CaribWorldNews, WASHINGTON, D.C., Mon. Mar. 2, 2009: The 442.6 sq km island of Antigua and Barbuda continues to hold a spot on the US` list of major money laundering countries.
The latest International Narcotics Control Strategy Report by the U.S. State Department to Congress shows that for the sixth consecutive year, the country of some 82,000 nationals, remained on the watch list.
The report comes on the heels of allegation of a multi-million dollar ponzi scheme, conducted by Antigua`s most famous resident, Sir Allen Stanford, who was knighted by officials there in 2006.
The US`s latest 2009 report continues to post Antigua as a `Jurisdiction of Primary Concern,` meaning that `the country or jurisdiction’s financial institutions engages in transactions involving significant amounts of proceeds from serious crime.` Analysts stated that while the country has comprehensive legislation in place to regulate its financial sector, it remains susceptible to money laundering due to its offshore financial sector and Internet gaming industry.
`Illicit proceeds from the transshipment of narcotics and from financial crimes occurring in the U.S. also are laundered in Antigua and Barbuda,` stated the 2009 report, released on Friday.
US officials urged that Antigua & Barbuda pursue continued efforts to enhance the capacity of law enforcement and customs authorities to recognize money laundering typologies that fall outside the formal financial sector.
`Continued international cooperation, particularly with regard to the timely sharing of statistics and information related to offshore institutions, and enforcement of foreign civil asset forfeiture orders will likewise enhance Antigua and Barbuda’s ability to combat money laundering,` the report added.
As of 2008, Antigua and Barbuda has eight domestic banks, seven credit unions, seven money transmitters, 18 offshore banks, two trusts, three offshore insurance companies, 2,967 international business corporations (IBCs), and 20 licensed Internet gaming companies. In addition, there are approximately 33 real estate agents, five casinos, and 14 dealers of precious metals and stones. The International Business Corporations Act of 1982 (IBCA), as amended, is the governing legal framework for offshore businesses in Antigua and Barbuda.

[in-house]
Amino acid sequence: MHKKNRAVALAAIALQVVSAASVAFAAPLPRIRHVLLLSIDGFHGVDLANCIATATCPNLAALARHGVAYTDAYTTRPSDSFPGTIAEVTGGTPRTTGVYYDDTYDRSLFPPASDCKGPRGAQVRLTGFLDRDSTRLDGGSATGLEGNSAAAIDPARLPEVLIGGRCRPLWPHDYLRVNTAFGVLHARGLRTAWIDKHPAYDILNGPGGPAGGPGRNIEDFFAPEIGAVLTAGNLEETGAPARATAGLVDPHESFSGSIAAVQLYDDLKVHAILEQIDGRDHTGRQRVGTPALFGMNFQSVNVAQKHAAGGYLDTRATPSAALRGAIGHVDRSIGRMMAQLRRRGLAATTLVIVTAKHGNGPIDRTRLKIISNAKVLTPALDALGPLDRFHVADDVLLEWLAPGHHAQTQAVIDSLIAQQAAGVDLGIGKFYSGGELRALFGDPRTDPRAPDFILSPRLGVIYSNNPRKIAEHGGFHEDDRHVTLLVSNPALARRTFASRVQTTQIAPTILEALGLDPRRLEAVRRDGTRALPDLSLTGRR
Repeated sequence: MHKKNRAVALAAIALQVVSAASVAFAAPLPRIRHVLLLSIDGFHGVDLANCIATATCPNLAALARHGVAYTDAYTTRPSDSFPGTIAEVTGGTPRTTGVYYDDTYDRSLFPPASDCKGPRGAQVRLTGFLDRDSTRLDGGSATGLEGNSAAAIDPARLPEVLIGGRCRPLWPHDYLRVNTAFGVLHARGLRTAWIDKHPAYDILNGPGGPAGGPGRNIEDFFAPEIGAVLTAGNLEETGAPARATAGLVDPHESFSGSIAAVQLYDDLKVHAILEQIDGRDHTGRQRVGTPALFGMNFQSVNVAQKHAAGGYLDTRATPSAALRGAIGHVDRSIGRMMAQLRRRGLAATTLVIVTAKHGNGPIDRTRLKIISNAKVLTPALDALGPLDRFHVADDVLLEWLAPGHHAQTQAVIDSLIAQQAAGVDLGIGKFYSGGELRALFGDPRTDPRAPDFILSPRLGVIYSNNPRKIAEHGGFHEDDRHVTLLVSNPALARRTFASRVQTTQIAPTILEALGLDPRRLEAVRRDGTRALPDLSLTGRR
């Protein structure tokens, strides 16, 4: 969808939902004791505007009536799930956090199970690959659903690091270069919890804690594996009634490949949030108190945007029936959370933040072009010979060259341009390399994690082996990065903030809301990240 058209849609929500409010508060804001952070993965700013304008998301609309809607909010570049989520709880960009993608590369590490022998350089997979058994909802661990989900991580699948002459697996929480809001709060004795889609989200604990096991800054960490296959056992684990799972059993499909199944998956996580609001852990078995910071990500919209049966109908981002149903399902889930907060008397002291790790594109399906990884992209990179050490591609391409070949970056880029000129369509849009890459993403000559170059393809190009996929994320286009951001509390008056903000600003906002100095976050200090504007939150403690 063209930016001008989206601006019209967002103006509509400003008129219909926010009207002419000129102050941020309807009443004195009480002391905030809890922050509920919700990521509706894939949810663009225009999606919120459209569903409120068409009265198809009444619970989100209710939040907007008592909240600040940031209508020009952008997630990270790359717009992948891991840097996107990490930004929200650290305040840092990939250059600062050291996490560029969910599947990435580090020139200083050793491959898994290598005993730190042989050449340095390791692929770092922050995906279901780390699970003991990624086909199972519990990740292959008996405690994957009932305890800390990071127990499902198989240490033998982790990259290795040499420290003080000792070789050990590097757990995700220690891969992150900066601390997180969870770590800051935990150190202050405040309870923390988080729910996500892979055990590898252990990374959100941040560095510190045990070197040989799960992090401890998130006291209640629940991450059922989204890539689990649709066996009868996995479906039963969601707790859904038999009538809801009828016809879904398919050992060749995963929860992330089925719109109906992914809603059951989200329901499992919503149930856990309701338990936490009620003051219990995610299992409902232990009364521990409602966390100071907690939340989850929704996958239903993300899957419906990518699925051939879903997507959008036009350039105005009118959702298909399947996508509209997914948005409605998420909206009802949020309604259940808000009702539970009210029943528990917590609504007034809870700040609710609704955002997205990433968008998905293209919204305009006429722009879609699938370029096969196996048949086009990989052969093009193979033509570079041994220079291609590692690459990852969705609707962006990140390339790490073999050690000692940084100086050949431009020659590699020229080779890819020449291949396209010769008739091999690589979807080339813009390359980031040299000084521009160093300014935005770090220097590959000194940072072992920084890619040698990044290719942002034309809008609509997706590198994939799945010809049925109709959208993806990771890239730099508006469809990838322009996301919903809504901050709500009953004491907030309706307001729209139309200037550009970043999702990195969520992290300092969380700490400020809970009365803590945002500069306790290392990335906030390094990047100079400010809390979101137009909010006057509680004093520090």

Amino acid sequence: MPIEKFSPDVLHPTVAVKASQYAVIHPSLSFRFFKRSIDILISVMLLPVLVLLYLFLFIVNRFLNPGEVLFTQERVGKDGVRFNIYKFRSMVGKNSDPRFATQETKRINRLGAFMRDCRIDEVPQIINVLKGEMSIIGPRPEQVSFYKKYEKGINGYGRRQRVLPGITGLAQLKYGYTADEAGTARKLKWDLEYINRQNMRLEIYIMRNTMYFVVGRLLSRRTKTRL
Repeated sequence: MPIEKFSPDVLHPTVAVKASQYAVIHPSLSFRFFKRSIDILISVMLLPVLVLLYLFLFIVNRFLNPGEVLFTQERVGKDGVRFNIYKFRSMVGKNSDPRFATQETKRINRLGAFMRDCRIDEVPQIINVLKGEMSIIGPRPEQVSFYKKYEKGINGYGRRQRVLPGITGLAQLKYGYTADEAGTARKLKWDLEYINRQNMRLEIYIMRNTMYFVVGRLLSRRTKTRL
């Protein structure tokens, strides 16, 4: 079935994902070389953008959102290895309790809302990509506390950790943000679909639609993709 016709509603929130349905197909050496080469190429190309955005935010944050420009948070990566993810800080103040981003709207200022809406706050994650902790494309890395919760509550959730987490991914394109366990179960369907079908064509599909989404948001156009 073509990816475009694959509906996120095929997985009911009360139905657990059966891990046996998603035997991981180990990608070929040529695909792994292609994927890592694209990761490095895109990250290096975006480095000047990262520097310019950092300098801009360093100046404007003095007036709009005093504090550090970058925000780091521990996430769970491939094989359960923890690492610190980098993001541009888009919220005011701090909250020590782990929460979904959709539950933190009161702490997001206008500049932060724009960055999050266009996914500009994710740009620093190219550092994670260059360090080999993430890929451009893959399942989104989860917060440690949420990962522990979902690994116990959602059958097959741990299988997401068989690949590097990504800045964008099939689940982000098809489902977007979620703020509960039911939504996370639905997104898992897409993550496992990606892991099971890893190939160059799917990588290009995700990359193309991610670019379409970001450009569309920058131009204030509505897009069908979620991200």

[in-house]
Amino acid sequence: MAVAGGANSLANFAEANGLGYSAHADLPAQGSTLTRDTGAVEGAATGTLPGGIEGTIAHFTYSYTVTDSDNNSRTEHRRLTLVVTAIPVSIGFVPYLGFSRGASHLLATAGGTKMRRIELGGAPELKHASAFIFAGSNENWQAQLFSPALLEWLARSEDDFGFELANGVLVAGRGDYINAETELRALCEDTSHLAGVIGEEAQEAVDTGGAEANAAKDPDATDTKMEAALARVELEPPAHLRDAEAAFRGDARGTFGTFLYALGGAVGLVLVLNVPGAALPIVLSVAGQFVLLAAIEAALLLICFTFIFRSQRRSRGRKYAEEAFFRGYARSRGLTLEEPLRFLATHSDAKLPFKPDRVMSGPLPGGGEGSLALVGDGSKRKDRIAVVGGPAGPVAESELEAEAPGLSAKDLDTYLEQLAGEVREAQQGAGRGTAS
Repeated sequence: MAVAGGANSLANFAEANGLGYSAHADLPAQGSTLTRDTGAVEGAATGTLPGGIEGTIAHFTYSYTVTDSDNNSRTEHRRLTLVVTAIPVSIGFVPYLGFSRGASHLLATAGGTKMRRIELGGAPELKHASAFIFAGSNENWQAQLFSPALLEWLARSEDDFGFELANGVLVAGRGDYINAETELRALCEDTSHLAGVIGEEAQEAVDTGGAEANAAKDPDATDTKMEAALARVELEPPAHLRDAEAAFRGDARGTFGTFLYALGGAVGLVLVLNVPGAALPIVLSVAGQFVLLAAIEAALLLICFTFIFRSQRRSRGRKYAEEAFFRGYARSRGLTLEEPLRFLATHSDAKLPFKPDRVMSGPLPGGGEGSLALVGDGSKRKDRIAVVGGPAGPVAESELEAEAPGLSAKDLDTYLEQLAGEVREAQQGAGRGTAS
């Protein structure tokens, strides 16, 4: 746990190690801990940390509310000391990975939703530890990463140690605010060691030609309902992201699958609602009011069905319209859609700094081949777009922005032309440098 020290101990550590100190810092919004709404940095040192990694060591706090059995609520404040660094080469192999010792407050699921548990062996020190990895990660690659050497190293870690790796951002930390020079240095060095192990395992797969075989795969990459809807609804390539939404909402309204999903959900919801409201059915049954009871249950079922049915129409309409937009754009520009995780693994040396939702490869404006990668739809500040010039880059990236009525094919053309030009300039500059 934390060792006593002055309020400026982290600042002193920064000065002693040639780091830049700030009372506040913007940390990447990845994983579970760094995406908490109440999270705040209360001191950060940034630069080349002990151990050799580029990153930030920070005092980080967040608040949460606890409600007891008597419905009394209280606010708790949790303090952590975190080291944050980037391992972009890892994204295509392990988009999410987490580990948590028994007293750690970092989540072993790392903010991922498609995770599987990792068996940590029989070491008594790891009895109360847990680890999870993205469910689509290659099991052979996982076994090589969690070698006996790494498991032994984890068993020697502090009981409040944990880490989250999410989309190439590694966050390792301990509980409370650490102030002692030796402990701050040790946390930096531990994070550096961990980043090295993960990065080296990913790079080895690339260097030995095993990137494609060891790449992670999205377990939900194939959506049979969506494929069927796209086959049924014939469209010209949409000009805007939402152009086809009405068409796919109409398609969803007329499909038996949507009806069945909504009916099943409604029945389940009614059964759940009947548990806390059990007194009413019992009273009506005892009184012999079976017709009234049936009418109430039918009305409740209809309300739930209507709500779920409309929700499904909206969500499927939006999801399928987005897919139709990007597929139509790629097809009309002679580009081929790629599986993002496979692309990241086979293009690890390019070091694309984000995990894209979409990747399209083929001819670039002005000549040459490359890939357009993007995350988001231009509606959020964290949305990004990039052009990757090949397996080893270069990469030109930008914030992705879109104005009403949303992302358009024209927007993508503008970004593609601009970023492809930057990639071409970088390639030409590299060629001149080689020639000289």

The Money Laundering Prevention Act of 1996 (MLPA), as amended, is the cornerstone of Antigua and Barbuda’s anti-money laundering legislation. The MLPA makes it an offense for any person to obtain, conceal, retain, manage, or invest illicit proceeds or bring such proceeds into Antigua and Barbuda if that person knows or has reason to suspect that they are derived directly or indirectly from any unlawful activity. In recent years, the GOAB has frozen approximately $6,000,000 in Antigua and Barbuda financial institutions as a result of U.S. requests and has repatriated approximately $4,000,000. The GOAB has frozen, on its own initiative, over $90,000,000 believed to be connected to money laundering cases still pending in the United States and other countries. The GOAB reported seizing $420,236 in 2006, $14,753 in 2007, and $81,601 in 2008.
Meanwhile, other Caribbean countries making the INSR list of Major Money Laundering Countries for 2009 again this year were The Bahamas, The Cayman Islands, Haiti, The Dominican Republic, Guyana, Barbados, Aruba, Grenada, Jamaica, Trinidad and Tobago, the BVI, Anguilla, Suriname, St. Lucia, St. Kitts and St. Vincent and the Grenadines. – By CWNN Staffwriter